OPINION ~ Function: noun.  Etymology: Middle English, from Middle French, from Latin opinion-, opinio, from opinari.  Date: 14th century.  1) a view, judgment, or appraisal formed in the mind about a particular matter.  2)  belief stronger than impression and less strong than positive knowledge.

This is undoubtedly an opinionated culture.  Have there ever been more formats to express the minds of the people?  Oprah, Talk Back Live, Electronic Bulletin Boards, Chat Rooms, Rush Limbaugh, Billboards, Facebook, Instagram, Snapchat – the picture is obviously clear.  There is no famine in the land for what people have to say concerning just about anything.  The epitome of these arenas must be talk shows.  Any large radio talk show employs a “screener;” these are employees whose job is to filter off any uninteresting or unintelligible callers.  In other words, they have to skim the top off of all the ignorance that calls in for the show.  Even then, there is never a shortage of people with opinions about something they have never even heard of before.  One must stop and ask, “What limits the public opinion on anything?”

Kay Arthur once made a statement about opinion and responsibility.  The essence of the thought was that people should not readily express opinions about matters that they do not have any responsibility with.  In other words, one needs to earn the right to speak.

Imagine working very hard on a yard to make it beautiful.  The soil is turned and prepared for a host of plants.  Bushes, shrubs, and flowers are careful selected and coordinated and placed them carefully about the landscape.  The trees are pruned and each plant is fertilized according to its needs.  The lawn is manicured and all the pesky weeds have been removed.  Magazines and home owner associations argue over which who retains the right to a cover shoot of the landscape for next month awards and publications.  This garden looks exceptional.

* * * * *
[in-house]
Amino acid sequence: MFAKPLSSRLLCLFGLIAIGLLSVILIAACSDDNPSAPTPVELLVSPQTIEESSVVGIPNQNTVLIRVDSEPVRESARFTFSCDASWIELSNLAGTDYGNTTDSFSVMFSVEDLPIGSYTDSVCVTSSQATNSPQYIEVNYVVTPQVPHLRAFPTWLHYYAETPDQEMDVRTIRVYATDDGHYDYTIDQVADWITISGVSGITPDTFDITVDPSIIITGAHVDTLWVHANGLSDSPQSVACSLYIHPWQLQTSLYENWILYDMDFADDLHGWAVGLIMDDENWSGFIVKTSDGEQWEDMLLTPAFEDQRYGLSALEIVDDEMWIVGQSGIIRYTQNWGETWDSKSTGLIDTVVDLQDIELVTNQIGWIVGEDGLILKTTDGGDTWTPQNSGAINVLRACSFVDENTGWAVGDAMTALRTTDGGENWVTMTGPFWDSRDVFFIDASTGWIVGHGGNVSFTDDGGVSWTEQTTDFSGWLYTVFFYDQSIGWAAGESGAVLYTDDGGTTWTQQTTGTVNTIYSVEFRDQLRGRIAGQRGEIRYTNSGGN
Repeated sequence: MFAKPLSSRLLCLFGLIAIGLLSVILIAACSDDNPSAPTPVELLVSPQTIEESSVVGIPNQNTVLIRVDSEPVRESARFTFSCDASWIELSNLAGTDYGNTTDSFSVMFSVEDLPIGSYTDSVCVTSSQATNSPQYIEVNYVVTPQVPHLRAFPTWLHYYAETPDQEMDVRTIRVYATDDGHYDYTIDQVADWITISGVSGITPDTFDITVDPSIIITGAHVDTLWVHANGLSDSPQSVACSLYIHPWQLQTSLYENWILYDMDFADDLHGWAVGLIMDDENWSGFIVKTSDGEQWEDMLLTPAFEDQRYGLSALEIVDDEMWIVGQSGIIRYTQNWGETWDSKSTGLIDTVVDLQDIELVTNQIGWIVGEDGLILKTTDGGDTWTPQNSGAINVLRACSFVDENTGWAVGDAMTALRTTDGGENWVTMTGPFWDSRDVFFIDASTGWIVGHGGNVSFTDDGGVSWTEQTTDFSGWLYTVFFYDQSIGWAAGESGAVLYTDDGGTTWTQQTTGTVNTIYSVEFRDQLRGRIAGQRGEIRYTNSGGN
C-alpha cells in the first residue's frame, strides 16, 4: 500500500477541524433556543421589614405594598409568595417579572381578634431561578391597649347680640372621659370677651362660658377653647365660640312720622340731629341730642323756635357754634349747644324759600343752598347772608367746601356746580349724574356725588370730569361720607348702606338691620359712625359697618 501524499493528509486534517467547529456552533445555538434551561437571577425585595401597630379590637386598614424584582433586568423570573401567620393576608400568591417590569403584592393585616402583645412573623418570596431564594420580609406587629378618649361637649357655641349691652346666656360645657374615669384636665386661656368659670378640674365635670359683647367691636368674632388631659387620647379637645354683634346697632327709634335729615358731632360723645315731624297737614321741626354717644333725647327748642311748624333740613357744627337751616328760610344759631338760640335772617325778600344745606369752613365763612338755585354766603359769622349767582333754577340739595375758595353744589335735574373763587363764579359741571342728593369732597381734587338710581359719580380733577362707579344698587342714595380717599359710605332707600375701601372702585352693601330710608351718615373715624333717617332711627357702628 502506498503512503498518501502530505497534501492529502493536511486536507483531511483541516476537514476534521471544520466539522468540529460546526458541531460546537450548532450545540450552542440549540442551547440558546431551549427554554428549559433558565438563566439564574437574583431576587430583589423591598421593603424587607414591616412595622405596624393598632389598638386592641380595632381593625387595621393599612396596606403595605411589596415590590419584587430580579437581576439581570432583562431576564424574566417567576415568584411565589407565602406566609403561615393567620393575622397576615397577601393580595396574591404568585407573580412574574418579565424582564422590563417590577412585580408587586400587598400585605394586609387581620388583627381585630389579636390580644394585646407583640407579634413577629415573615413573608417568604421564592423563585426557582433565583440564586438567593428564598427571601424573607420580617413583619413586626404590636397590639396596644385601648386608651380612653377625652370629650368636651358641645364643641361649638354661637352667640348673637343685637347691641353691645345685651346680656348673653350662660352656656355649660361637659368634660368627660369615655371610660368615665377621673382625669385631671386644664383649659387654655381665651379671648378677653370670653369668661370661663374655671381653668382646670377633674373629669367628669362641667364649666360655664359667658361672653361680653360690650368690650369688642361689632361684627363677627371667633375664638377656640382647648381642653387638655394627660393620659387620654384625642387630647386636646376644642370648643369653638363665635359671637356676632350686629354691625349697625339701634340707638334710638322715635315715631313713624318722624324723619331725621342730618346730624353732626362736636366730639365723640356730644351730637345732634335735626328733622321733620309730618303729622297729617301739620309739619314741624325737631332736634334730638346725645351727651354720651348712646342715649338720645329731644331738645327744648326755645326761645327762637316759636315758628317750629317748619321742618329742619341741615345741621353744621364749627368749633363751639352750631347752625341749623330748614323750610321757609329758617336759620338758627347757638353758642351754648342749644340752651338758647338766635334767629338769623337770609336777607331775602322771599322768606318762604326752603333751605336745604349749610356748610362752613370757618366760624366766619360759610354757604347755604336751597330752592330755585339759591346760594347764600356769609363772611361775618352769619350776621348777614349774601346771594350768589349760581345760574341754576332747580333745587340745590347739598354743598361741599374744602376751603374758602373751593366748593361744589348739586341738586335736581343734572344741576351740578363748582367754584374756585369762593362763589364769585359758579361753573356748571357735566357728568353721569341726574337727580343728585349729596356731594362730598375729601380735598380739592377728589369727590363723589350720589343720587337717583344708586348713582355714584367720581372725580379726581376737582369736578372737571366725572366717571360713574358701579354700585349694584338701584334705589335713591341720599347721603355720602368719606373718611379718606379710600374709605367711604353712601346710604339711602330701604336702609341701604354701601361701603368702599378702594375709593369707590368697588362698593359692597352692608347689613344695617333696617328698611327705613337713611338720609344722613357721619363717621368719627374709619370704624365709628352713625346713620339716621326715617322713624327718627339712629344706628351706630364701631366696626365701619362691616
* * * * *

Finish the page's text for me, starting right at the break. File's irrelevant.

One day while labor is being performed in the midday sun, a few neighbors approach and begin kibitzing the labors.  Critique ensues over the choice of bush shaping.  Black spot fungus is pointed out on the roses.  Whispers abound about the imperfect cut on the tree branch prune.  Aphids are strained out while the pest of critical words are swallowed.

To what right do these individuals have to offer such assessment?  To what minute of labor did they acquire the right to this appraisal?  In this scenario it is painfully obvious; they have no right to speak against one’s efforts because they have no investment.  This same principle is recognized in sayings, such as, “Try walking a mile in another man’s moccasins.”  This is commonly understood as the need to minimally attempt to imagine living a person’s life before criticizing them.  It’s all a matter of humility when it is boiled down, because sharp edged opinions would be dulled considerably if one had to bear the load of the task or the individual.

The apostle Paul said in Romans 14:4,  “Who are you to judge the servant of another?  To his own master he stands or falls; and stand he will, for the Lord is able to make him stand,” and in Galatians 6:2-3, “Bear one another’s burdens, and thus fulfill the law of Christ.  For if anyone thinks he is something when he is nothing, he deceives himself.”  When individuals cease being judgmental and start actually getting involved in the work of the kingdom, something just shy of miraculous takes place – people begin bonding and become a true family.

I give my God thanks for all of you who do this very thing.

Keep the Faith!